Students and workers denounce bipartisan attacks on immigrants
Anthony del Olmo
9 February 2018
In recent weeks, the International Youth and Students for Social Equality (IYSSE) has held public meetings on the defense of immigrants at several universities across the US. WSWS reporters have spoken to immigrants, workers and students across the country on the bipartisan conspiracy to militarize the southern border and expand the powers of Immigration and Customs Enforcement (ICE).
Since the latest government shutdown, the official debate on immigration “reform” has taken a sharp turn, with the White House proposing a virulently anti-immigrant policy and the Democratic Party remaining virtually silent on the issue. The night before Trump was set to deliver his State of the Union address, which included an elaboration of the reactionary plan, Senate Minority Leader Chuck Schumer wrote an op-ed article in which he stated that that the issue he most hoped Trump would address was infrastructure spending, making no reference at all to the legal status of hundreds of thousands of immigrants, or to Trump’s latest reactionary demands.
The silence of the Democratic Party is particularly cynical, given that the latest government shutdown came about as a result of a Democratic Senate filibuster, whose ostensible aim was ensuring provisions in the budget resolution to protect the 800,000 immigrant youth covered by the Deferred Action for Childhood Arrivals (DACA) program. The DACA program is set to officially end in March. Less than three days into the shutdown, the Democrats backed down, based on the empty promise by Senate Majority Leader Mitch McConnell that a debate on a future DACA bill would take place.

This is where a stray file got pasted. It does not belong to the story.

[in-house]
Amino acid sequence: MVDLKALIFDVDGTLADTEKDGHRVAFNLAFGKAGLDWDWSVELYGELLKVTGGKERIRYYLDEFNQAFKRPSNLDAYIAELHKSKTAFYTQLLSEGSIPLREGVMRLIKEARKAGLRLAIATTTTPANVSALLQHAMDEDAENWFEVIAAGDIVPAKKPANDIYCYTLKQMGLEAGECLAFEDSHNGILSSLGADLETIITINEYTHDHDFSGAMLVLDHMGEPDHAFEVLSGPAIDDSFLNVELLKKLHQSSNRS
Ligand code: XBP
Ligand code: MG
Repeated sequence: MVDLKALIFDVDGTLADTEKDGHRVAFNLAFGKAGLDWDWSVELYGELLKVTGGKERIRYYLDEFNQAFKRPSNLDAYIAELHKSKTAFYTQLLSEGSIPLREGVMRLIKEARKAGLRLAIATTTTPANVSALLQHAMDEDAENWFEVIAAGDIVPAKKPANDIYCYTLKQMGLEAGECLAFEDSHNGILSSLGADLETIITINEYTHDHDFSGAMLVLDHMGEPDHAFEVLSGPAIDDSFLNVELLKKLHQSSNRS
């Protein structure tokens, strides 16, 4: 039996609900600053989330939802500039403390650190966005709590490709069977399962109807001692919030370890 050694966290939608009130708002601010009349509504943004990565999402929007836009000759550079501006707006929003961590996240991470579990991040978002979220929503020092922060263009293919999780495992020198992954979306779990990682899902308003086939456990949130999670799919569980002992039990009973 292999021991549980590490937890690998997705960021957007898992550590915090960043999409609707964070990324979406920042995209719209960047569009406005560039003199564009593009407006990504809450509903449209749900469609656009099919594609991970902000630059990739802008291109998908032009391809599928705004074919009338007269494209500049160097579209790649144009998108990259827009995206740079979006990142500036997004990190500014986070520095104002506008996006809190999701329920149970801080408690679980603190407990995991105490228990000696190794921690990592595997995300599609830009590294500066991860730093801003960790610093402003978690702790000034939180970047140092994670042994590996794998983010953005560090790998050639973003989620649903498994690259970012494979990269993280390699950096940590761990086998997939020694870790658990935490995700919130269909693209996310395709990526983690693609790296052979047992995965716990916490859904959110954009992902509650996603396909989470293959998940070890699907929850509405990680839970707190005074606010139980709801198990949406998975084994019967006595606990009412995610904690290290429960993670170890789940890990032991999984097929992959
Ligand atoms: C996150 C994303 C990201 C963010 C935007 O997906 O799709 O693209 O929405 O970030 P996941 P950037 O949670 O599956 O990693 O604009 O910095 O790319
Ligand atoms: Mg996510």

The events of the last few weeks have exposed the Democratic Party as an enemy of immigrant workers. It has no genuine interest in mobilizing support for immigrants facing persecution, and seeks instead to direct popular anger at Trump into its own reactionary avenues. As Trump and sections of the Republican Party seek to militarize the US-Mexico border and deport immigrants on an unprecedented scale, the Democrats’ focus is passage of legislation to protect Special Prosecutor Robert Mueller as he investigates Trump and his circle on suspicion of alleged collusion with the Russian government in the 2016 election. Last weekend Senator Schumer released a statement to this effect, following revelations that President Trump had planned to fire Mueller last year.